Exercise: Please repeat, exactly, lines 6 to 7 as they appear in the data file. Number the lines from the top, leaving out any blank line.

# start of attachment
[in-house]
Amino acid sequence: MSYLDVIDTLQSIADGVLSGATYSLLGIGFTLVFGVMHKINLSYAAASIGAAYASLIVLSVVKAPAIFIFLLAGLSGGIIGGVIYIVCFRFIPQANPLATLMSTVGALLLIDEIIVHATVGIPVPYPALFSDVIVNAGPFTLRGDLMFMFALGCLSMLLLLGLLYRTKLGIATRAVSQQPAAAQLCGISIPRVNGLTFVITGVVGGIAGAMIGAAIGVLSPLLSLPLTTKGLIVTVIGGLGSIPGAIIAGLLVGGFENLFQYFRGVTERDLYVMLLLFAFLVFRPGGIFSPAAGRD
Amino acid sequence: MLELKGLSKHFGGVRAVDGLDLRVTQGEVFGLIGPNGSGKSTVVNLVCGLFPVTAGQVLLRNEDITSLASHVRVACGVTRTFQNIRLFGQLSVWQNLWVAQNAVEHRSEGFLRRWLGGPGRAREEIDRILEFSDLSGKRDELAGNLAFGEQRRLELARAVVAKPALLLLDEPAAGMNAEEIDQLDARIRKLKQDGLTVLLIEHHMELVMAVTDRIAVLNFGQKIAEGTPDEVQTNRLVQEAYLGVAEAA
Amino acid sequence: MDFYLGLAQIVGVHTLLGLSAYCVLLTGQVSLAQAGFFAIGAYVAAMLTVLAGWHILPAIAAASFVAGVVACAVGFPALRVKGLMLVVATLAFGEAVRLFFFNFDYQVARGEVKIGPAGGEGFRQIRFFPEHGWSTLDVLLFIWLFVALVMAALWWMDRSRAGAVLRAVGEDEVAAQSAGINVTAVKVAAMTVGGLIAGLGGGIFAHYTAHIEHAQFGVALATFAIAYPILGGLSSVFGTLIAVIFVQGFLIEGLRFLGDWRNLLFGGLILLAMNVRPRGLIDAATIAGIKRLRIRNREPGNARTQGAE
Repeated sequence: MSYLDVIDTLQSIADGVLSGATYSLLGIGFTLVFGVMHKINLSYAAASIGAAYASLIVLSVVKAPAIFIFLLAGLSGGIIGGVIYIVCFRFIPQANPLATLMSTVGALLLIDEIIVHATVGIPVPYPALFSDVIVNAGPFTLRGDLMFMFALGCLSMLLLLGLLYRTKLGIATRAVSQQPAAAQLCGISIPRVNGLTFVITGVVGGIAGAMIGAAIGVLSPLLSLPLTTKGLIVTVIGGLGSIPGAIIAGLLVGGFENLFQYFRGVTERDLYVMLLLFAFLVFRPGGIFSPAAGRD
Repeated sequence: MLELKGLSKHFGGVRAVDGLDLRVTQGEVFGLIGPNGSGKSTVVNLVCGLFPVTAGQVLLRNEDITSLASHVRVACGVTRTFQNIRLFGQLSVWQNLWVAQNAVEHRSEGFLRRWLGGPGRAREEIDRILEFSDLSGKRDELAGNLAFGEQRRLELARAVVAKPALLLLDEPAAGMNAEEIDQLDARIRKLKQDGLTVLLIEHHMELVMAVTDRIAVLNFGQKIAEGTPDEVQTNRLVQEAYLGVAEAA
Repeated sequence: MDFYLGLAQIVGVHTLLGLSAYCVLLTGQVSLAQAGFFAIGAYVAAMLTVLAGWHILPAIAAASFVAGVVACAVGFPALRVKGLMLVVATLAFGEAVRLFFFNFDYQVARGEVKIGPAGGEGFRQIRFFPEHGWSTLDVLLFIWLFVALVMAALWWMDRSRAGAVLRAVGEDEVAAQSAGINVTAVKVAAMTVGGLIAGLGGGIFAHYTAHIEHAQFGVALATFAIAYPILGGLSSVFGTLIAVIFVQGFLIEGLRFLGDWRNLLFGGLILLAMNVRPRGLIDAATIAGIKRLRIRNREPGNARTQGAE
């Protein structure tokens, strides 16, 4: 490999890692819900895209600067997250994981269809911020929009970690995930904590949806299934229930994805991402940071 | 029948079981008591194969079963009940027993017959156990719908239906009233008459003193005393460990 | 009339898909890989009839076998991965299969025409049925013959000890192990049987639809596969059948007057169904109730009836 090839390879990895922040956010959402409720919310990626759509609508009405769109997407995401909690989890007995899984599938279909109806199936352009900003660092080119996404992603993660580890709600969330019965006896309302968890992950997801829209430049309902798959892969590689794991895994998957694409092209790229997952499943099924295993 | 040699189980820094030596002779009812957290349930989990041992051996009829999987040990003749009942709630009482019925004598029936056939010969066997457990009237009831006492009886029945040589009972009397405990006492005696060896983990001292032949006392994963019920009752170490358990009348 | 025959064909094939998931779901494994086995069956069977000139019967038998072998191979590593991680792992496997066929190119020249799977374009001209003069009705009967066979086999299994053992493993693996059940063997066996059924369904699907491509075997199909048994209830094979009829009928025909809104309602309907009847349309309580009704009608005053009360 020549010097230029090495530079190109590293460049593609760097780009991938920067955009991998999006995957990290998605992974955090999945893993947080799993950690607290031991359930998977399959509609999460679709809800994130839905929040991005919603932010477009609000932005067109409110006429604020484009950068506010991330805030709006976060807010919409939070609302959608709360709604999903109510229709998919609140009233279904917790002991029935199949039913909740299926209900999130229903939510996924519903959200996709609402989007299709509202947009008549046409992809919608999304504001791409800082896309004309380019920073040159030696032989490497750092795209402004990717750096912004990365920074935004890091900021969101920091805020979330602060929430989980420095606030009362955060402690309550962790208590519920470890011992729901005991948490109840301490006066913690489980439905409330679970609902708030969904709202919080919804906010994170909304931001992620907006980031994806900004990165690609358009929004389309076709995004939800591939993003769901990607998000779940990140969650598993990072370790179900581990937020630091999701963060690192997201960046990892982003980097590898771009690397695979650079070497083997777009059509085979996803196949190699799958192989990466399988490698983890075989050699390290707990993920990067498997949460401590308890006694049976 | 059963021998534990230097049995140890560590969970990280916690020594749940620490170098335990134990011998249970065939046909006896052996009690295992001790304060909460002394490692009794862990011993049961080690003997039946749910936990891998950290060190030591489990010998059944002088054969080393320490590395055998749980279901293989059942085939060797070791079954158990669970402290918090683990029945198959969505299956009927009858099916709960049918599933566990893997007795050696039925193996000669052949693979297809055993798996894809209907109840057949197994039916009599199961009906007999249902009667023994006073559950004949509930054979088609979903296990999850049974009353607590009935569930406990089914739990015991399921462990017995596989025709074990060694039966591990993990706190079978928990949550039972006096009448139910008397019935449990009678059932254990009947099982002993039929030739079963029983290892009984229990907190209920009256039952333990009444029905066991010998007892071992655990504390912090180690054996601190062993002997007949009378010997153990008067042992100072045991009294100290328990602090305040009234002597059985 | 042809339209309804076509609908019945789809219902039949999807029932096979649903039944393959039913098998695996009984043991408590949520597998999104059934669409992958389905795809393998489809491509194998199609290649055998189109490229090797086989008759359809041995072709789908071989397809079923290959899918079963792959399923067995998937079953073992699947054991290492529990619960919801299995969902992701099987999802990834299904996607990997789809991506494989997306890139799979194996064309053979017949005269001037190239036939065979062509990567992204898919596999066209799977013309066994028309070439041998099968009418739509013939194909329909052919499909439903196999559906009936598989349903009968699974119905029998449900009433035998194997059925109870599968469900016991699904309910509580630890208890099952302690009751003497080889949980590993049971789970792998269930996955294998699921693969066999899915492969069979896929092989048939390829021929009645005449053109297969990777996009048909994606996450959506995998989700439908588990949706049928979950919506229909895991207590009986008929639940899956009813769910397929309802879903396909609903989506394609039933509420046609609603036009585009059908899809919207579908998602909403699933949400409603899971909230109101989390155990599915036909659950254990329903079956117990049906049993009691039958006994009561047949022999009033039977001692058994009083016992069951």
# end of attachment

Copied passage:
Repeated sequence: MLELKGLSKHFGGVRAVDGLDLRVTQGEVFGLIGPNGSGKSTVVNLVCGLFPVTAGQVLLRNEDITSLASHVRVACGVTRTFQNIRLFGQLSVWQNLWVAQNAVEHRSEGFLRRWLGGPGRAREEIDRILEFSDLSGKRDELAGNLAFGEQRRLELARAVVAKPALLLLDEPAAGMNAEEIDQLDARIRKLKQDGLTVLLIEHHMELVMAVTDRIAVLNFGQKIAEGTPDEVQTNRLVQEAYLGVAEAA
Repeated sequence: MDFYLGLAQIVGVHTLLGLSAYCVLLTGQVSLAQAGFFAIGAYVAAMLTVLAGWHILPAIAAASFVAGVVACAVGFPALRVKGLMLVVATLAFGEAVRLFFFNFDYQVARGEVKIGPAGGEGFRQIRFFPEHGWSTLDVLLFIWLFVALVMAALWWMDRSRAGAVLRAVGEDEVAAQSAGINVTAVKVAAMTVGGLIAGLGGGIFAHYTAHIEHAQFGVALATFAIAYPILGGLSSVFGTLIAVIFVQGFLIEGLRFLGDWRNLLFGGLILLAMNVRPRGLIDAATIAGIKRLRIRNREPGNARTQGAE